It's always a work in progress, but the journey has been very enjoyable!

    Enjoy the music, hum the melodies and listen to as much jazz as you can.
     
  6. GLB98

    GLB98 Member

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    Mesmerizing - is that like hypnotizing?
     
  7. landru64

    landru64 Member

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    mesmerizing is another term for reharm :)
     
  8. GovernorSilver

    GovernorSilver Member

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    Well, you memorize the tune itself. This comes naturally from listening to the tune over and over again, instead of just once a week because teacher told to do so. Of course it's easiest when you listen to a more straightforward performance of a tune, like an older recording of "All The Things You Are" vs. Pat Metheny and a sax player playing it as a duet without anybody playing backing chords, both of them substituting and whatnot like crazy. And you better listen to a classic recording of the tune, not just have BIAB play it for you, or even worse just read it from a Real Book without listening. For example, if you're learning "Solar", learning by listening to the track on the Miles Davis "Walkin'" album several times a day.

    Over time you observe there are sequences of chords that are used over and over again, like ii-V-I. By listening to jazz standards over and over you start to recognize them.

    Also, over time, from repeatedly listening, you start to realize that the majority of chords used in jazz standards are really variations of just a handful of chords.

    A lot of your questions will be answered by putting in the time to listen to the tunes. I know this will be hard for you as you are into more contemporary stuff like John Mayer, but you have to do it if you want to advance in this stuff. I had to make myself listen to the local jazz station every day when I was in college. I was more into fusion and rock instrumentals at the time, but I knew that the really good fusion players had a background in older jazz styles, and I wanted some of what they got too. Nowadays I actually do like listening to the vintage jazz, but that's another story.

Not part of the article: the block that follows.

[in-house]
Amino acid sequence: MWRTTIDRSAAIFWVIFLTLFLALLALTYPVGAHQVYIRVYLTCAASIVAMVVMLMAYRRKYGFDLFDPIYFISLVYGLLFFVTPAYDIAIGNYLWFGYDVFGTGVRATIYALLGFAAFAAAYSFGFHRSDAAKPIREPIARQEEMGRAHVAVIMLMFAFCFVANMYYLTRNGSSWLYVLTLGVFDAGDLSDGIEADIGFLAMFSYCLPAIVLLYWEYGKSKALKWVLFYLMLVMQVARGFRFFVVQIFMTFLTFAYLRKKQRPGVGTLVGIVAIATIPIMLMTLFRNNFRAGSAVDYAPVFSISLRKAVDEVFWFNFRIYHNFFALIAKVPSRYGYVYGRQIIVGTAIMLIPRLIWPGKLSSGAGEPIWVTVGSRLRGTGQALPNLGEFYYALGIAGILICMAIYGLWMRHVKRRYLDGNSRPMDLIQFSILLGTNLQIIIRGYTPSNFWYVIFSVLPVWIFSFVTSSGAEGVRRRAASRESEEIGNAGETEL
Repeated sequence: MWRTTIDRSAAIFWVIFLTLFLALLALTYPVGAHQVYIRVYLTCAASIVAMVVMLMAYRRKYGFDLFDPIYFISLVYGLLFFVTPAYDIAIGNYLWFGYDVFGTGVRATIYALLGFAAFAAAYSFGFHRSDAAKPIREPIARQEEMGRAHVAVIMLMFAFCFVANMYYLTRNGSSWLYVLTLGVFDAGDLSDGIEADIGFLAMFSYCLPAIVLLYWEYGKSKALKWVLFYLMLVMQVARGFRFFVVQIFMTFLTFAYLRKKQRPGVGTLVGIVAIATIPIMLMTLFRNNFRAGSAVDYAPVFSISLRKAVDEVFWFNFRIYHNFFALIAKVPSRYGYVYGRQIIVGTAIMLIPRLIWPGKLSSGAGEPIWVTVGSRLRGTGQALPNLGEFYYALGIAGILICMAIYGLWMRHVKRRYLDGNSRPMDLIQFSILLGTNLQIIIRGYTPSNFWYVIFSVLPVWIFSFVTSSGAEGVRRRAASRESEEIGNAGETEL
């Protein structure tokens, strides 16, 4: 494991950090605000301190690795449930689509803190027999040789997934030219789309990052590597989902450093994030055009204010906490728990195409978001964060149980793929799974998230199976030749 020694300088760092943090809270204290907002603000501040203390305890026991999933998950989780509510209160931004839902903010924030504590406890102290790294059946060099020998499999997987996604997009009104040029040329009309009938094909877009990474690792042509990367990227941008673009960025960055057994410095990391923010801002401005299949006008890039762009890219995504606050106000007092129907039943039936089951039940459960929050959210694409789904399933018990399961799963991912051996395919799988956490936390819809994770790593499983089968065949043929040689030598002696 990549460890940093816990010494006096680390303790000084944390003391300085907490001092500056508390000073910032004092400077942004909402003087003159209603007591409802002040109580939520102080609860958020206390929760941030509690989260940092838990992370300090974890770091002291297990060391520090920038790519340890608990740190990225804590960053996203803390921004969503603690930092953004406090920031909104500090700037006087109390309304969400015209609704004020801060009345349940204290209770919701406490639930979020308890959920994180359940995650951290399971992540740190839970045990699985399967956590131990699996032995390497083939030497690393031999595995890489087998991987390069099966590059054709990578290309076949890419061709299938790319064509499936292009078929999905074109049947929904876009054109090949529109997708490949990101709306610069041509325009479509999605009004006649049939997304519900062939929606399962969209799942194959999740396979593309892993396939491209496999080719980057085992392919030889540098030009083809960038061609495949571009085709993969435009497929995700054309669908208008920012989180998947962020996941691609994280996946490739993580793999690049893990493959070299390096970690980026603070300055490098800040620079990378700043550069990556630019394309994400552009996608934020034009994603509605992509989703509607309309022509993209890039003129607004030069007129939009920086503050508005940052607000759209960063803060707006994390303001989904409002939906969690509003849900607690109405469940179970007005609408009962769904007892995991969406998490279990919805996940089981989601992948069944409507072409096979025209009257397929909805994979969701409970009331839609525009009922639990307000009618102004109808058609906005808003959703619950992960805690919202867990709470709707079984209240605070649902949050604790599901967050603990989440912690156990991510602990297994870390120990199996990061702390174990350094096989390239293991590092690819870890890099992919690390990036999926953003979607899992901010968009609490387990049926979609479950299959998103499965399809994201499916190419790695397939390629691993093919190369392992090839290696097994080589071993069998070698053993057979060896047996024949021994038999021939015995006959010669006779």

9. guitarjazz

    guitarjazz Member

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    It helps to like or even love...the tunes.
     
  10. kimock

    kimock Member

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    Stroke their bellies.
     
  11. tweedster

    tweedster Supporting Member

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    That's really it. I spent a lot of time listening to Charlie Parker and Miles, Coltrane, etc., and I never liked the music. Folk, blues, country, from the 1920s till today, floats my boat. Beatles, Dead, Cream, Neil Young, modern jam bands, etc also good. Pop from John Mayer, Bryan Adams, Tom Petty or anything with Waddy Wachtel and Lee Sklar is good too.